Scientia potentia est. Knowledge is power.

Today we face an increasing chorus of anti-science voices rampant in politics, schools, the doctor’s office and the public. It seems an increasing number of people don’t appreciate science’s relevance; they think it’s a bad word, that it ruins things, that it’s for someone else to do. Many never met a scientist.

For us scientists, our research pursuits are incredibly important. We don’t consider it a job, it’s our life, and we invest everything into it. We are passionate, purposeful and relentless in the pursuit of our objectives. We like questions. We like answers. We like knowledge. We like to understand.

But science permeates your lives, too. It is much more than an intellectual exercise because it leads to a deeper understanding of the world and its basic mechanisms, and function. Science also teaches us to care about the world. Generally, understanding begets caring.

Most of science consists of answering very small questions.  Each one may not have much value in and of itself, but when the whole picture is to be seen, the importance of each of those small pixels of knowledge quickly become evident. Research aimed only at solving a specific, well-understood short-term problem is not going to provide us with the answers we need ten or twenty years from now. We need to commit some fraction of our resources, our dollars, to basic science, understanding that it is a risk taking investment; not all science hunches pay off, but when they pay off they pay off big.

Seems straightforward, and yet many believe their lives are not touched by science at all.  Perhaps herein lies the fundamental challenge: how to get people enthused about a subject if they don’t see any value or connection to themselves.

Take solid waste for example. Most people do not spend a second thought on what happens to all the stuff they throw away and yet science is once again standing ready to figure out how to best deal with its generation, prevention, characterization, monitoring, treatment, handling, reuse and ultimate residual disposition.

By linking worldwide data on solid waste, population density, and economic status, scientists figured out that of the 275 million metric tons (MT) of plastic waste was generated in 192 coastal countries in 2010, 4.8 to 12.7 million metric tons entering the ocean. Without waste management infrastructure improvements, the cumulative quantity of plastic waste entering the ocean is predicted to increase by an order of magnitude by 2025.

Science has already played a major role in reducing waste, recycle precious raw materials, develop waste to energy conversions, and use bioremediation to prevent toxic substances from entering natural cycles.

Or take sea level rise, which is likely to cause mass migrations that will affect not just the United States’ East Coast, but reshape communities deep in the heart of the country, according to research published in the journal Nature Climate Change. People leaving heavily populated coastal communities inundated by flooding will relocate across the U.S. by 2100, including to landlocked states such as Arizona and Wyoming that are unprepared to accommodate this wave of coastal migrants. We do not exactly know what is going to happen but the important point is that only through research will we find out and can then develop tools and strategies to accommodate all those people who will be displaced from their homes due to sea level rise.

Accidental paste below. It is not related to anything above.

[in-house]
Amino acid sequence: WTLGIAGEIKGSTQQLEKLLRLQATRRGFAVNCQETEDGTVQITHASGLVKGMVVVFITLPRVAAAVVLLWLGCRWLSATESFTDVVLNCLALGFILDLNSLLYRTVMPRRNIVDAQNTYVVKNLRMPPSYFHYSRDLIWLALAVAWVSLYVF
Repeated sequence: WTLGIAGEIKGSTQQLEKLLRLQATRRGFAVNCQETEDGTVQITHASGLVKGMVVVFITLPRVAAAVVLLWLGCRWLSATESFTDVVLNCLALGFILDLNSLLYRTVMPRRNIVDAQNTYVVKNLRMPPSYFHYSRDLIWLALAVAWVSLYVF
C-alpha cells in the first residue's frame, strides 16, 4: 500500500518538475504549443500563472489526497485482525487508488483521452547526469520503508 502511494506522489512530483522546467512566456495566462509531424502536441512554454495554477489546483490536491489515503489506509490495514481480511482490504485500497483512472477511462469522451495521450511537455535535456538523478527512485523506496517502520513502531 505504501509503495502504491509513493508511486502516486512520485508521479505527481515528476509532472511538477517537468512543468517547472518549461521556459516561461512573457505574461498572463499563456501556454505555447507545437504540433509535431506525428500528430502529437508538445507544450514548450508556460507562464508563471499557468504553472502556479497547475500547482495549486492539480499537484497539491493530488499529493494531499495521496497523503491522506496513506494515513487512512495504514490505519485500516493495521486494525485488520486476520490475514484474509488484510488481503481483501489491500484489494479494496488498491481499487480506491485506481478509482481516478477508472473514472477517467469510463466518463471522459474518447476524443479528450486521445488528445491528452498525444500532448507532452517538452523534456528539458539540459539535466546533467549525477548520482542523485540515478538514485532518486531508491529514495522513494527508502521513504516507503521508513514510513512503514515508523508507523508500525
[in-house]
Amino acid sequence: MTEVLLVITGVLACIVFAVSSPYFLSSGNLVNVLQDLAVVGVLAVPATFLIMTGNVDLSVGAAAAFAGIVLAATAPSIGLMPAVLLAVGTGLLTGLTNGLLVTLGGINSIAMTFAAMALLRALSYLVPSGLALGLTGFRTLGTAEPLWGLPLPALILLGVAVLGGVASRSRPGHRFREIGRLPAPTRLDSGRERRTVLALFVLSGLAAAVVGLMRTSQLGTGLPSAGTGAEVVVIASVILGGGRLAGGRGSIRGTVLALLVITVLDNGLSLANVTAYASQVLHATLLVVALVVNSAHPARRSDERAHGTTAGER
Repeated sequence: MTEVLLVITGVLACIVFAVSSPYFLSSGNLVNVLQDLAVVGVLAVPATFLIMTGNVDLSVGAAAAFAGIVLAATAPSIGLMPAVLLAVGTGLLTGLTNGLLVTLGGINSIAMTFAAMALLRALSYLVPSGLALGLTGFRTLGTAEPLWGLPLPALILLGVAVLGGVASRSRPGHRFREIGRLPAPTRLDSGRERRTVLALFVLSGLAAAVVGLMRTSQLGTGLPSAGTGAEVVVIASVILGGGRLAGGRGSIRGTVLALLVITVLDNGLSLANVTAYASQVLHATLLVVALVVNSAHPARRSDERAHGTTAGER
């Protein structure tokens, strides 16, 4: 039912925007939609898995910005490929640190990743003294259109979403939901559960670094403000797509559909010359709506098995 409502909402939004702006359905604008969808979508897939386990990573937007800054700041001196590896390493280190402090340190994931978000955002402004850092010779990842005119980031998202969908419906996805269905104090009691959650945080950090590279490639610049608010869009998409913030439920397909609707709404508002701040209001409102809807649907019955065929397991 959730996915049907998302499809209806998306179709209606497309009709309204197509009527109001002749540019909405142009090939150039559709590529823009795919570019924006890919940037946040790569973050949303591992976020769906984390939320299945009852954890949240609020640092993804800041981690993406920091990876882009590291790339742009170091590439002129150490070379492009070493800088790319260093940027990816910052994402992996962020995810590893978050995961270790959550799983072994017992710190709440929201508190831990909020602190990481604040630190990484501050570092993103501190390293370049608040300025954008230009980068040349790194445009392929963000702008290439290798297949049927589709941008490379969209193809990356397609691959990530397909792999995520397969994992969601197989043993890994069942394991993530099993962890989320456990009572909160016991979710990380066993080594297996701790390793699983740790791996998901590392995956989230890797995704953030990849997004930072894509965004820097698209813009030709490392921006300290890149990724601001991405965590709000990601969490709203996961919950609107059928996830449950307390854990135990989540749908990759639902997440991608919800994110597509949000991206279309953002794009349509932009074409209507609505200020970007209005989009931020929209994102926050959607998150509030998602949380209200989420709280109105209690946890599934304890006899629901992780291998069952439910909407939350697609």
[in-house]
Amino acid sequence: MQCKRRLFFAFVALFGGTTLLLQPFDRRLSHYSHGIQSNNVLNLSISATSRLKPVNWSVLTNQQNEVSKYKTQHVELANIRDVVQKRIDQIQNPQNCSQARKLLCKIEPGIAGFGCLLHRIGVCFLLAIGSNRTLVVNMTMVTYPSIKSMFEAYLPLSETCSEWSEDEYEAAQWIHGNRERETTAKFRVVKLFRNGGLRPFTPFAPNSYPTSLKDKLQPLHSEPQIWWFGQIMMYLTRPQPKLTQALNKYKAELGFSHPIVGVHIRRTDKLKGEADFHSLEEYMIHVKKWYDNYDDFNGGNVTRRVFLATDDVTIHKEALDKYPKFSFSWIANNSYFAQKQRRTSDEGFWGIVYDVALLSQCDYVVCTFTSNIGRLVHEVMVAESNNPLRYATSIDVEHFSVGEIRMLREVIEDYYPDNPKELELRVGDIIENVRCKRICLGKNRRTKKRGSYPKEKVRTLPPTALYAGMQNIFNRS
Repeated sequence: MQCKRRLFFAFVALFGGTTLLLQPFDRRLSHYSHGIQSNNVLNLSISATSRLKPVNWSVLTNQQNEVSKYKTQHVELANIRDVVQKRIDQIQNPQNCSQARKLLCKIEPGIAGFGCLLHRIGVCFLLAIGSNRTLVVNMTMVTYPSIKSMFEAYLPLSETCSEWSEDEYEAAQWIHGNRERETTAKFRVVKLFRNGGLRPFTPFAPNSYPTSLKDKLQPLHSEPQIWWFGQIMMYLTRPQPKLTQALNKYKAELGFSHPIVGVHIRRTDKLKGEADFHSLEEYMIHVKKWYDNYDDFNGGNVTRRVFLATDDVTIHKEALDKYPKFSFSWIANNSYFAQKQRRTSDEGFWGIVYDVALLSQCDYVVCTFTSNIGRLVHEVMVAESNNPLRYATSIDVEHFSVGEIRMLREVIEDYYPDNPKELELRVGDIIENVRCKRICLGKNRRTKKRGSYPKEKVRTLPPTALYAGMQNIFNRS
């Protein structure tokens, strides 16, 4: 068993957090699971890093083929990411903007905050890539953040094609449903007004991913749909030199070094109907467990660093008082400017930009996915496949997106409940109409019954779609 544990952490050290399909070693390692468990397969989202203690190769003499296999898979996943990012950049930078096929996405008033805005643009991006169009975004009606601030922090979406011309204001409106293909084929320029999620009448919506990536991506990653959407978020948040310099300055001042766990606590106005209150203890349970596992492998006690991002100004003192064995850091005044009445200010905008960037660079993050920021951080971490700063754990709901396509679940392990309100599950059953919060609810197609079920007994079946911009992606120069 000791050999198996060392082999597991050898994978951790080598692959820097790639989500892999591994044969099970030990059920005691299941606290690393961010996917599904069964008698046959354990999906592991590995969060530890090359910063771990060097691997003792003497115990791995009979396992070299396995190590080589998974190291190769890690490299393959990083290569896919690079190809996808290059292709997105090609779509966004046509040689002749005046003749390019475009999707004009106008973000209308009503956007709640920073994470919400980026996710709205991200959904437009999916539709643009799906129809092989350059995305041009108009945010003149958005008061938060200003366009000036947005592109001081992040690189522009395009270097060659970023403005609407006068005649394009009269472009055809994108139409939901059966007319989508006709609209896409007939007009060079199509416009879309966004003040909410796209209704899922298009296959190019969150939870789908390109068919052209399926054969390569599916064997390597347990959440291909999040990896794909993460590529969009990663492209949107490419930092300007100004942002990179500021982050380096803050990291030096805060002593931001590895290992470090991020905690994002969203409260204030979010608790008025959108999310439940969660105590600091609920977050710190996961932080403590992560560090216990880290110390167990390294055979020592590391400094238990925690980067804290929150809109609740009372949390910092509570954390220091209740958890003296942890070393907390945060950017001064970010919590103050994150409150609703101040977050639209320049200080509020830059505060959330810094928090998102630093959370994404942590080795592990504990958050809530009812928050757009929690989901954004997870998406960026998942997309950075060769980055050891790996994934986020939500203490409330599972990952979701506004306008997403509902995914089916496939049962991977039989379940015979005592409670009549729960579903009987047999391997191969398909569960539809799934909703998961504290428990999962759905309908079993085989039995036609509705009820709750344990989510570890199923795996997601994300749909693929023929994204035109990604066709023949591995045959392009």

Modern science not only builds spaceships and manipulates atoms, but it also helps people to live and work in a more satisfying and healthy manner. It is not only present when a doctor prescribes a new medicine, but also when you eat potato chips, use a cell phone, or when you asked to wear a mask to help limit there spread of the corona virus.

Science is both fascinating and mysterious. Science is for everyone, everybody uses science, and everyone needs science! It is our collective responsibility to illustrate the very large role scientific research plays in the daily life of every person!

So let’s stand up for Science together. March for Science. Support Science. Scientia potentia est. Knowledge is power. Always.


We all depend on a healthy ocean; a healthy ocean depends on us. Let us be the change we would like to see in the world.  Our new Ocean Sentinels Club is proof that conservation can be fun, rewarding and effective.  The Club unites and empowers citizens to advocate for the conservation of dolphins and the marine environment across Palm Beach County, and beyond. Join us. The time is now. It begins with you.

Post a comment